Last Saturday was not the best day to be on the water. We'd had about 5 inches of rain in the previous three days combined, the wind was howling from the northwest and the clouds disappeared mid-morning. None the less, Kerr and I ventured out in search of some fish. I'd previously fished three of the five lakes my club offers, so the plan was to give number four a chance. Our drive became complicated rather suddenly; it seems the heavy rain was the straw that broke Spoon River's back and sent it out over the banks....way over. Our third crossing attempted proved to be successful and we arrived at the lake about a half hour later than planned to find no where to hide from the wind. Plan B was one of the lakes I've hit twice before with limited luck, but I knew there was sufficient wind protection to make fly fishing possible, difficult but possible.
The primary intent of the trip was to get Kerr acquainted with fly casting. He has a Montana trip planned next month where he'll be hoping to catch trout, but prior to Saturday his fly fishing experience was limited to my back yard. From this perspective, I'd say the trip was a success. The fly rod was rough on him for some time before he finally started to get the hang of it later in the day. The only problem was he never caught a fish. Don't worry though, I didn't let that get in my way.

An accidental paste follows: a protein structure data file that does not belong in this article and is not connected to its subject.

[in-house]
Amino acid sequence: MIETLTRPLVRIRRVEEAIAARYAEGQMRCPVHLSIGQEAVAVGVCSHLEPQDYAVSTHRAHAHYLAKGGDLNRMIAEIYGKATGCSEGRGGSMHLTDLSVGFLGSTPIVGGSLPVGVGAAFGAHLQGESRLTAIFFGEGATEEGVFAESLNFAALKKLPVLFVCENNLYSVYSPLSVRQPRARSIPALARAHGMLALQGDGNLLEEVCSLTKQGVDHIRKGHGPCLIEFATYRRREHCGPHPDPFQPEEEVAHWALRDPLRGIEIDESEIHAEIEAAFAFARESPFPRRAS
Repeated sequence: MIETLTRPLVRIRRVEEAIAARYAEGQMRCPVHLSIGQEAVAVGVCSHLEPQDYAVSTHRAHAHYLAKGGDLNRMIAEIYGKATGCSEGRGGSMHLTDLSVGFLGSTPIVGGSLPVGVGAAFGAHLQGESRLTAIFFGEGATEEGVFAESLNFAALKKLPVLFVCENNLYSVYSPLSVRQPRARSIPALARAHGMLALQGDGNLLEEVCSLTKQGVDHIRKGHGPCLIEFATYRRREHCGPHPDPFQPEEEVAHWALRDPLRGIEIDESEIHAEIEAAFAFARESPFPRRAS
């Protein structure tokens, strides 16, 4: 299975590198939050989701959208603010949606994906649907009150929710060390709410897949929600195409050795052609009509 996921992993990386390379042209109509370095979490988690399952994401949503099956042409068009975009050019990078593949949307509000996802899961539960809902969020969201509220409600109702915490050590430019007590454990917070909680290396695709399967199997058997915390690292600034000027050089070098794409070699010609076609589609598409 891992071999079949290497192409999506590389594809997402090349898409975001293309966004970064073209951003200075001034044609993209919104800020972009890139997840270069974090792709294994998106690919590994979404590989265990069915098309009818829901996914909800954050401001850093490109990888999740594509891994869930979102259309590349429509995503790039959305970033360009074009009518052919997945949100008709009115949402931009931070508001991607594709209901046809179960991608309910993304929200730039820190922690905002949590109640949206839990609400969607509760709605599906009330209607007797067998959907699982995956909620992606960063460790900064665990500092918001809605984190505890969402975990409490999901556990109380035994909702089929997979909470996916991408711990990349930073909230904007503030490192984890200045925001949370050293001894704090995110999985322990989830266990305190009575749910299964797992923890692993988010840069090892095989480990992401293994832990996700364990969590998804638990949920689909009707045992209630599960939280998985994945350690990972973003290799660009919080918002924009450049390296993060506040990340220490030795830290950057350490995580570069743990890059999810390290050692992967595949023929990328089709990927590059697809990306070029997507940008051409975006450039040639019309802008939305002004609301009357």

I ended the day with seven fish, plus a little eight inch bass we decided shouldn't count. The largest weighed in at just two and a half pounds, I suspect she'd have weighed three had I found her the previous weekend.
The hot ticket for me was Senkos fished as close to shore as I could get them - sometimes just inches. This lake is normally quite clear but with the rain taking visibility to a few inches I never saw any beds, but with the locations these fish came from I'd say they were actively spawning. Bait color didn't seem to matter much, but over the past few years I've learned to not bother throwing light colored Senkos. I'm not sure how something without a little black would have faired. I was just pleased that my favorite lure is out of retirement and deadly once again.
We got back with just minutes left before post time at Pimlico. I had showed Nick how to fly fish and promptly returned the favor by teaching me how to lose ten bucks on the ponies.